Speed limits of 30km/h have become commonplace in towns and cities across Europe, with whole countries now implementing or considering them. In Spain and the Netherlands, 30km/h is the default speed on single-lane urban roads and Wales recently adopted a 20mph (32km/h) national default speed limit for urban roads. Towns and cities that have introduced 30km/h limits have seen a reduction in deaths and injuries. Edinburgh, for example, has experienced a 38 per cent reduction in casualties since it introduced wide-area 20mph speed limits in 2016.

Towns and cities that have introduced 30km/h have seen a reduction in deaths and injuries

Apart from improved road safety, reducing speed limits in built-up areas creates quieter, cleaner and safer streets that are not dominated by fast-moving traffic. This leads to increased levels of walking and cycling, and ultimately better health outcomes and reduced emissions. Our towns will become more liveable and children in particular will have more freedom to move about.

Of course, enacting legislation and bylaws, and the erection of signs, will not achieve the desired effect of reducing driving speeds in isolation from other measures. The speed limit review that was presented to the Government recommends education, training, public engagement and communications. These are critical. Ultimately, we need to change our driving culture to take account of all road users. Speed limits are recognised as a necessary safety precaution on our roads to counteract the tendency of many drivers to exceed safe driving speeds. We need to educate all drivers to observe speed limits and to drive at speeds appropriate to the driving and road conditions.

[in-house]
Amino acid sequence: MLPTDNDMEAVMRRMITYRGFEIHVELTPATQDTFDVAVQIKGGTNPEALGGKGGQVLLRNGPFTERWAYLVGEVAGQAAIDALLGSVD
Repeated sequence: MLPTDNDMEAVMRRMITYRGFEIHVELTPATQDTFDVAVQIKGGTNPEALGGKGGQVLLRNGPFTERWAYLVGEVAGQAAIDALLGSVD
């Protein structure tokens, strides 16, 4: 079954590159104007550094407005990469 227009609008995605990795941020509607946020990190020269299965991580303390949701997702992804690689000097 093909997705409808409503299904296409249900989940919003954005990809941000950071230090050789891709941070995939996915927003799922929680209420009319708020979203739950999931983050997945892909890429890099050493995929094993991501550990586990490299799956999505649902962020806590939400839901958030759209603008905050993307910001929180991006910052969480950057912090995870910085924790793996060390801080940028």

Enforcement is also vital. Present compliance with speed limits here in Ireland is fitful at best, as shown by data from the RSA’s regular Free Speed surveys. Motorists should expect to be caught, and penalised, if and when they exceed speed limits.